Cruise lines are known for nickel-and-diming passengers once they’re onboard—although in reality it’s more like $5 here for gelato and $10 there for a piña colada—so savvy cruisers are always looking for ways to cut down on expenses. One way is to think ahead and pack smartly. Here are 10 things to bring that will save you money on your next cruise.
Different cruise lines have different policies when it comes to free non-alcoholic beverages onboard. Some—mostly the luxury lines—offer unlimited beverages (including wine, beer, and spirits), while others, such as Disney, offer all-you-can-drink dispensed soft drinks. But if you’re cruising on Carnival, Norwegian, Royal Caribbean, Celebrity, Princess, Holland America, Windstar, MSC, or Costa, you’ll pay for anything other than the juices, iced tea, lemonade, and water served via dispensers in the buffet restaurants (and water at all restaurants). To quench your thirst for free when at the pool or taking a shore excursion, pack a thermal bottle—metal ones keep drinks cold for hours when ice is added—and fill up on whatever’s complimentary.
Extra Sunscreen and Hat
You think that one tube or bottle of sunscreen is going to suffice, but it never does. And then you end up running out just two or three days into your cruise and have to pay an inflated price in the onboard shop or ashore, where merchants know they’ve got you. Bring twice as much as you think you’ll need and consider investing in SPF-rated swim shirts for your kids. And always make sure everyone packs a hat.
First-time Disney cruisers may be surprised to learn that each adult age 21 or older can carry on two bottles of wine or champagne or a six pack of beer at embarkation. There’s no corkage fee; you can enjoy them in your cabin, on your balcony, or even pour the drinks into glasses and take them around the ship. Cunard, Holland America, Princess, and Carnival allow each passenger 21 and older to bring one bottle of wine or champagne aboard (Celebrity, Royal Caribbean, and Windstar allow two, Oceania three) for in-cabin consumption; Norwegian allows unlimited bottles at embarkation but subjects each bottle to a $15 corkage fee. Azamara and Crystal—both of which offer complimentary wine, beer, and standard spirits in their bars and restaurants—let you bring alcohol onboard throughout the cruise for in-cabin consumption. Most other cruise lines will let you bring alcohol onboard after port calls, but will take the bottles and store them until your departure. Check your cruise line’s policy for specifics.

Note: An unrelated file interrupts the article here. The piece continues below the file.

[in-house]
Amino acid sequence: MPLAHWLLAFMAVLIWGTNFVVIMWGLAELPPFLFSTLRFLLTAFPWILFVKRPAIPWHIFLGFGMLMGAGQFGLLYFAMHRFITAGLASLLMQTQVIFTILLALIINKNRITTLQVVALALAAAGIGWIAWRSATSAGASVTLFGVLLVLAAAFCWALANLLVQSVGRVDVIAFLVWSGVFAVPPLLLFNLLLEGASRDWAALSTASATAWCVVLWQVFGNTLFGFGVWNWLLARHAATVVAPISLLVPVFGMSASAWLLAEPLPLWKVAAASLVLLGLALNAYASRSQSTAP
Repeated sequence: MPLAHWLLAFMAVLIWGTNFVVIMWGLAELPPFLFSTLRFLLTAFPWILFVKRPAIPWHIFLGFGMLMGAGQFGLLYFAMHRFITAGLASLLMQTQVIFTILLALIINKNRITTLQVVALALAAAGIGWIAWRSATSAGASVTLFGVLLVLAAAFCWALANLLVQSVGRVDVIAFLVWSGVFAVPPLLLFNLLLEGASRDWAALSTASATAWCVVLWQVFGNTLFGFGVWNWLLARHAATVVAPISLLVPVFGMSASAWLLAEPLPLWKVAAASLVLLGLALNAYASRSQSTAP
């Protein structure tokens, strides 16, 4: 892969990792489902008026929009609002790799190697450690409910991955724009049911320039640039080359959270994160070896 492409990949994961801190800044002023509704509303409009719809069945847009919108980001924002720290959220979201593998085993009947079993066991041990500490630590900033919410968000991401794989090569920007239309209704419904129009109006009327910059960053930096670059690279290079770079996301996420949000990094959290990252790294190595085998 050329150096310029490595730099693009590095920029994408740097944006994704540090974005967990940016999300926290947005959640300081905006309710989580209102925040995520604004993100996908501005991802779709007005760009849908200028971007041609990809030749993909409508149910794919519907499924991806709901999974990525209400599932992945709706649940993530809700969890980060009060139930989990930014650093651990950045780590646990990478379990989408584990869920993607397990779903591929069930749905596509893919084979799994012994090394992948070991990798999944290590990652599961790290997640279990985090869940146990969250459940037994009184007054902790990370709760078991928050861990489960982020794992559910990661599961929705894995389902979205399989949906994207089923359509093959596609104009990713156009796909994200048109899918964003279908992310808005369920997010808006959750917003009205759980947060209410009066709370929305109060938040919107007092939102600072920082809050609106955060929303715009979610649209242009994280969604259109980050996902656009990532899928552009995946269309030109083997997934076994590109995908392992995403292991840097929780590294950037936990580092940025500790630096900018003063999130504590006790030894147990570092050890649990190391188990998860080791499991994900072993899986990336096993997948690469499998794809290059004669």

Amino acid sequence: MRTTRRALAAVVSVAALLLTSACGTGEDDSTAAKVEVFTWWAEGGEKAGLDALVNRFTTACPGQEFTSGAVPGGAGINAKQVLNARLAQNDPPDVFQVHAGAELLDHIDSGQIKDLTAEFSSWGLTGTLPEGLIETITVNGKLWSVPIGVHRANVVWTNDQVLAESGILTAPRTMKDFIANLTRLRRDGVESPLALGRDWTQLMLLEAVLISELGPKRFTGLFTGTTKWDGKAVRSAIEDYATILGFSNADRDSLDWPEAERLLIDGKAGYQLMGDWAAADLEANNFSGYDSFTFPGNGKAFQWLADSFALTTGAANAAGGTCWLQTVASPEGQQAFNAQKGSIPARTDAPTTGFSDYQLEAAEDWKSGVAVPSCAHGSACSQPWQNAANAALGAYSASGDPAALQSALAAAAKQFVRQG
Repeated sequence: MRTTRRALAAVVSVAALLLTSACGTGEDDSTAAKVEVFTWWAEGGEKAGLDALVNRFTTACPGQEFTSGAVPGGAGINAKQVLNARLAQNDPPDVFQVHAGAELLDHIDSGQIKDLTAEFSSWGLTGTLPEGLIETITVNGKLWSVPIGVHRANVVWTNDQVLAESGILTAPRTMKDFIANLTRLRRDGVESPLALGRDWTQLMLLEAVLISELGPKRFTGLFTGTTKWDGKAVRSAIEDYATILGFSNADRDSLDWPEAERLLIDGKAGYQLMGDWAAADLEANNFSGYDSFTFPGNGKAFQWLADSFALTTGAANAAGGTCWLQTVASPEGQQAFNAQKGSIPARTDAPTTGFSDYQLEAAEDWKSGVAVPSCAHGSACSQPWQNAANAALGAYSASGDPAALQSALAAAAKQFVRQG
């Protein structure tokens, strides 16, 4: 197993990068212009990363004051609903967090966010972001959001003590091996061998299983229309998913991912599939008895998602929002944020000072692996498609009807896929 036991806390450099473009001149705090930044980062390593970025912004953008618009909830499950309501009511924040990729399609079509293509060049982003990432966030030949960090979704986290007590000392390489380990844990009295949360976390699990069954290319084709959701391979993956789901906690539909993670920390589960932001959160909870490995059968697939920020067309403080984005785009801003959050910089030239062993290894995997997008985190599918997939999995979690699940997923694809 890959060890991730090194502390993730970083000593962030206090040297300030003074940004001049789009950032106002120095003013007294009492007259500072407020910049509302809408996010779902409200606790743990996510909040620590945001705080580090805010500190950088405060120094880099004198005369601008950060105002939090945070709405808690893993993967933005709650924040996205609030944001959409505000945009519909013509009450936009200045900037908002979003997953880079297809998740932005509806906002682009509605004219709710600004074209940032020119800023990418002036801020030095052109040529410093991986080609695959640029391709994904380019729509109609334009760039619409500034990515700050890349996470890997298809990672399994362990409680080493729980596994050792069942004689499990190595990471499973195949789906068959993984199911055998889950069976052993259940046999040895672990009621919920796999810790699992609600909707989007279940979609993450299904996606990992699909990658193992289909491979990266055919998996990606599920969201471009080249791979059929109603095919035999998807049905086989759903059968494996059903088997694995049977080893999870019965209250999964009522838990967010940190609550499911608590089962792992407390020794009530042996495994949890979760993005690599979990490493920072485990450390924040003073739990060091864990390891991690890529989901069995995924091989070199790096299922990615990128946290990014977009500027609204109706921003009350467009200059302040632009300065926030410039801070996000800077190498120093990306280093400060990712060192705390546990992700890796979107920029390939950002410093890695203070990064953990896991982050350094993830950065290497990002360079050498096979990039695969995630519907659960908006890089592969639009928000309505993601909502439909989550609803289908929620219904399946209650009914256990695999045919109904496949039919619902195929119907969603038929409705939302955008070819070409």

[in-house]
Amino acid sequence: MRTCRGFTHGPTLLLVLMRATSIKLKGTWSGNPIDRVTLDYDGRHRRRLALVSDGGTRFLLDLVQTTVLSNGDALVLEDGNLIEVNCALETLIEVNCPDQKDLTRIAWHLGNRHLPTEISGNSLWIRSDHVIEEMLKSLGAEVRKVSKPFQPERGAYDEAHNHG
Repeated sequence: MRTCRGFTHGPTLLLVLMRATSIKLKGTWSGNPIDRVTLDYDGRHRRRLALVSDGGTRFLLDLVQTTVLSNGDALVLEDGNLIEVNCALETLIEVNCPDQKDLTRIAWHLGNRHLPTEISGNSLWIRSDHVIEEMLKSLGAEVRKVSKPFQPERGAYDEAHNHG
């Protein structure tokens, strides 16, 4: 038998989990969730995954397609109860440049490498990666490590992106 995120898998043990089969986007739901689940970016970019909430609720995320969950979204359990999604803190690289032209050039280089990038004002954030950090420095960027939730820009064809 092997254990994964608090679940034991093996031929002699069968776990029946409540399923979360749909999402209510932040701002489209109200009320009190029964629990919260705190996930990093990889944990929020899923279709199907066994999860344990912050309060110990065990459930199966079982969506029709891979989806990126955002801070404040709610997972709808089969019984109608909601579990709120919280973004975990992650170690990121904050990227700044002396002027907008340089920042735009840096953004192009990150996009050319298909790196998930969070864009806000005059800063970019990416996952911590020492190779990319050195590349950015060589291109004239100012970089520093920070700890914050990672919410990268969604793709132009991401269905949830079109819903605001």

Advance Reservations for Independent Shore Excursions
Cruise lines make money on everything they offer to passengers—including shore excursions. The price you’ll pay for an excursion booked via the ship is likely to be much more expensive than if you booked a similar one independently. Take a look at the ship excursions offered in each port, note the prices and all-ashore and all-aboard times, and then comparison shop online for the best deals you can find.
Some ships have self-service laundry rooms. On Azamara, Cunard, Crystal, Holland America, Seabourn, Regent, and Viking they’re free as is the detergent; Carnival, Disney, Princess, and Oceania charge $2 to $3.25 per washer and dryer load, plus additional for detergent. And if you’re cruising on Celebrity, Costa, MSC, Norwegian, Royal Caribbean, or Windstar (which don’t offer self-service laundry) definitely bring along detergent and you can rinse and drip dry your favorite items in your cabin to avoid the hefty fees of the ship’s laundry service.
Ask your bank to order euros, pesos, yen, or whatever currency you’ll need in your destination before you leave home. You’ll save on foreign transaction fees at ATMs and avoid the stingy exchange rates offered aboard most ships.
A Wifi Plan Booked During a Promotion
Chances are you’re going to want to stay connected with friends and family back home while at sea—if only to post your favorite photos to social media. But cruise ship wifi is expensive (although included on luxury lines such as Viking, Regent, Crystal, Oceania, and Silversea). Watch for free onboard wifi promotions by cruise lines and book then.
Cruising the Caribbean and love to snorkel? If you have your own gear, bring it along and you can save by not having to rent it on the cruise lines’ private islands.
A Photo of the Ugly Painting You Bought on Your Last Cruise
It seemed like a good idea: You received an invitation to a cocktail reception in the ship’s art gallery, arrived and were handed a glass of Champagne (that was refilled again and again), as the charming curator extolled the investment potential of a series of inordinately vibrant and blandly ordinary paintings. The bubbles went to your head and you ended up spending way too much for a painting you sort of liked—until you got home and thought, “How could I?” Keep a photo of it on your phone as a reminder of how much those glasses of “free” champagne actually cost you.
A Camera (or Phone) That Takes Great Photos
You’ve done great with your onboard expenses—until you stop by the photo kiosks on your last night just to see how all those snaps that the ship’s photographers have been taking turned out. And $100 or $200 later, you’re packing a bunch of 8 x 10 photos into your bag that you’ll likely never look at again until you move and discover them in the bottom of a storage bin. If a staff photographer snaps you during the cruise, just ask a fellow passenger to take the same image on your phone or camera and it won’t cost you a thing.
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